During Mylan’s EpiPen pricing controversy, CEO Heather Bresch blamed “middlemen” for more than half of EpiPen’s cost. Now the company is looking to cut them out while also eyeing a lucrative new sales avenue for the company’s key product.
Mylan has been lobbying for “entity prescription” legislation to allow public gathering places such as hotels, college campuses and parks to purchase the epinephrine injectors and keep them available in case of emergency.
The company also has plans to offer EpiPens directly with its own pharmacy and avoid pharma middlemen, Bloomberg reports. According to Mylan’s website, the company set up Mylan On Location “to help businesses, organizations and institutions offer immediate care in emergency situations.” EpiPen is the first product available through the program.
By offering its product directly and cutting out distributors, Mylan can offer the market a significant discount while making the same profit, Michael Rea, CEO of Rx Savings Solutions, told the news service.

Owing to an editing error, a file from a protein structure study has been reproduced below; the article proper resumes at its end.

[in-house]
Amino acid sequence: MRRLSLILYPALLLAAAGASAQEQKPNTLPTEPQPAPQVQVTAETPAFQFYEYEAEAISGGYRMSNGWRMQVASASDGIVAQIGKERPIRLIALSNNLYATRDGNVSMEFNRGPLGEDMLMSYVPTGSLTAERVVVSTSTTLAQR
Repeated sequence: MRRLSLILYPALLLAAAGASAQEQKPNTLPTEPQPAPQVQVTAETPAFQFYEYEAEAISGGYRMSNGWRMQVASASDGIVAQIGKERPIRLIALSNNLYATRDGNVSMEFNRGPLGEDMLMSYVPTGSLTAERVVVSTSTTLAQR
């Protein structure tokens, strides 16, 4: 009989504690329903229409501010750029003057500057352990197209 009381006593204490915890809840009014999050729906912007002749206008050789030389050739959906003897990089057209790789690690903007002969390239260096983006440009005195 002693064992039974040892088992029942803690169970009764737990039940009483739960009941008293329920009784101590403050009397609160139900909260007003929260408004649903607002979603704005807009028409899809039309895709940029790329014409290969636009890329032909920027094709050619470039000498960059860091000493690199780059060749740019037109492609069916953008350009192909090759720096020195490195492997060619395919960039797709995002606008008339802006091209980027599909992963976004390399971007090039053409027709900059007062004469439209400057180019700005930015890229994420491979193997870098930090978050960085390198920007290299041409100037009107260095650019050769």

“It’s this kind of disruption in the pharmaceutical pricing model that we’re ripe for,” pharmacist Brad Arthur told the publication.
During Mylan’s EpiPen pricing defense, CEO Heather Bresch placed some of the blame on the supply chain, arguing that pharma “middlemen” account for more than half of EpiPen’s cost.
Things have been tough for Mylan since lawmakers placed the company’s key product in their watchdog crosshairs. Over several months, countless news reports highlighted multiple price hikes and a Medicaid misclassification that cost the company $465 million to settle with the DOJ. Last month, Mylan said it would lay off less than 10% of its global workforce, potentially translating to thousands of jobs on the chopping block.
To expand EpiPen’s reach, Mylan has been supporting “public entity legislation” to allow public places to purchase the lifesaving injections, Bresch said at a 2015 conference. “Really anywhere you are congregating there should be access to an EpiPen,” she added. At least 28 states now have such laws.
The strategy runs similar to Mylan’s partnership with Disney, struck back in 2014, enabling the entertainment company to keep EpiPens stocked at its theme parks and cruise ships.